Was there a particular moment when you knew that you wanted to share your journey with mental health and write an article about it?
At Byrdie, instead of doing a typical magazine issue, we would do digital issues. So it would be a packaged group of stories with a celebrity cover, but online instead of in print. The theme for that one might have been something around wellness. Typically try to come up with a personal story that could make for a good feature. I had just come out of a really awful situation with having panic attacks, and I was like, you know what? I’ve been doing so much online research when I was having my symptoms, trying to figure out what could be causing this and I fell upon a couple of online forums of people sharing their story, and I was like, maybe if I share my story on Byrdie, that will help other people who are in a similar situation.
Do you think that the mental health stigma has gotten better or worse over the past couple of years?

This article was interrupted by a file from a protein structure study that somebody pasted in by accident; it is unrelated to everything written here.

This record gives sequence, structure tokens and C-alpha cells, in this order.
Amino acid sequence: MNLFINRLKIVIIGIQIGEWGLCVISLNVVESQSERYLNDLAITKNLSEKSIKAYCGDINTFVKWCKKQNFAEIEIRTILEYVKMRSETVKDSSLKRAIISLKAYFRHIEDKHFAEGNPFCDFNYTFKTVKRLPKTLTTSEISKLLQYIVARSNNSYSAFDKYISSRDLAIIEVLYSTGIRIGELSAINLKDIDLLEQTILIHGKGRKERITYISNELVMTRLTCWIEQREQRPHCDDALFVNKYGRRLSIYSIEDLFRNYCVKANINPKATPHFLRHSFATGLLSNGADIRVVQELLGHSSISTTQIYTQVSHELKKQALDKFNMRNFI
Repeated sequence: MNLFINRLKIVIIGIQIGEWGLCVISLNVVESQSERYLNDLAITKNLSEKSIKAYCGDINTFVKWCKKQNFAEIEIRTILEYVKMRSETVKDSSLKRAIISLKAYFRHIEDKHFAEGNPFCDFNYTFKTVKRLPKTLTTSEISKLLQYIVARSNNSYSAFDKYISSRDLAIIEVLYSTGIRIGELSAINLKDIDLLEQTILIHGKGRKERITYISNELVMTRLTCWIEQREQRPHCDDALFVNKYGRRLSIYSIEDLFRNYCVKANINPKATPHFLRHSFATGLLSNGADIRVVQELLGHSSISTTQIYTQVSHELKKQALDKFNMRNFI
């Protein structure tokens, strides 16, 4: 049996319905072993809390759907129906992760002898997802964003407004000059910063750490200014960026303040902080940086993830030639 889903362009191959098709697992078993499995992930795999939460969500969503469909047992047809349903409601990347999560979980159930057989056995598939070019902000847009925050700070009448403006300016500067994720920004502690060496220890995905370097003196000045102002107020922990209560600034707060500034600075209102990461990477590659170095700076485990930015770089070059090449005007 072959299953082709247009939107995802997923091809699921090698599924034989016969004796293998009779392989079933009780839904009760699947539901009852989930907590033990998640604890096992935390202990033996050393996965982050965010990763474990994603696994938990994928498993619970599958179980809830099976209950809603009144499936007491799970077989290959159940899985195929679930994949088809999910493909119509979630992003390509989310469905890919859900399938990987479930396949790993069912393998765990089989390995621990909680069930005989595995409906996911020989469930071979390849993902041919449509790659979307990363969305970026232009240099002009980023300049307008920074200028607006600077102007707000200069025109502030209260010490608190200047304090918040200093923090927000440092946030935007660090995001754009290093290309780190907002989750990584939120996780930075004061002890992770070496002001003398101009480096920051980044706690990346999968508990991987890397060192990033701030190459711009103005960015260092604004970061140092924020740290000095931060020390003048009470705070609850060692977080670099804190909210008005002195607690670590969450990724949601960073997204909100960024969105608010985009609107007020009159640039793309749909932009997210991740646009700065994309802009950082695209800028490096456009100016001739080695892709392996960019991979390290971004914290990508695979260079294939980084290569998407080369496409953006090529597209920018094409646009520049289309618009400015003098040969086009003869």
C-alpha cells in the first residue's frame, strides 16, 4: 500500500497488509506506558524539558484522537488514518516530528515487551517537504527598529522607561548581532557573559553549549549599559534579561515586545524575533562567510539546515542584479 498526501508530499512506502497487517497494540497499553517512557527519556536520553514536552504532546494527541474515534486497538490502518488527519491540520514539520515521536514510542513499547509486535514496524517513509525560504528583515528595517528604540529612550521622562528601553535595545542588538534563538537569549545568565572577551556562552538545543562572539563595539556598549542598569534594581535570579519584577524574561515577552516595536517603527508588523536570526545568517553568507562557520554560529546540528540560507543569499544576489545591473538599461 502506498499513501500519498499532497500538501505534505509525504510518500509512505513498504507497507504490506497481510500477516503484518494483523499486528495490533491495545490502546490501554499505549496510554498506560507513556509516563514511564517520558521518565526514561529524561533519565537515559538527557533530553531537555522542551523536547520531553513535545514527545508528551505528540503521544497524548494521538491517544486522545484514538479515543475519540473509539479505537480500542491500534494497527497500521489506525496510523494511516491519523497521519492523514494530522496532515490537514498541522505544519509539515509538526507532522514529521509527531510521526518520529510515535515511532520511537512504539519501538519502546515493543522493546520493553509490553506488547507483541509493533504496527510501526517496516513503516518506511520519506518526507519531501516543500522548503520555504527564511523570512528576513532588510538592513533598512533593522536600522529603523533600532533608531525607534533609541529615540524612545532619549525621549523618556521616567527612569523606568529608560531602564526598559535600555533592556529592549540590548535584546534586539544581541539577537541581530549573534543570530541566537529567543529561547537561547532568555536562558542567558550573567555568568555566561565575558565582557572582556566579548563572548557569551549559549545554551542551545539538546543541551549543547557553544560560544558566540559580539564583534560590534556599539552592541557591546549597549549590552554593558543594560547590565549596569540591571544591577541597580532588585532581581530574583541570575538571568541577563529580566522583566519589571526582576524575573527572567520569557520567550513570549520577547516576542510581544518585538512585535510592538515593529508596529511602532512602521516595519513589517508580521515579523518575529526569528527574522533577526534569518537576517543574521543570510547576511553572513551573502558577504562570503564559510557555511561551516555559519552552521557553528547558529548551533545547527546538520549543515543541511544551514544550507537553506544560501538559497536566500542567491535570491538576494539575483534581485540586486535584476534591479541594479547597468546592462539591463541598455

I feel like it’s gotten so much better, especially because of social media. I think the special thing about TikTok is that unlike Instagram, where it’s a curated feed of your highlight reels, TikTok is people just being real and really honest and raw. I keep seeing on TikTok people sharing their journey, talking about mental health, and making it very accessible. More celebrities have started sharing too. I think that it’s just common now for people to talk about it and not be embarrassed. Even at work, people will throw that they have a therapy session on the calendar and it’s totally accepted, so I think we’ve made such huge strides.
Do you believe that there are any misconceptions involving anxiety and mental health?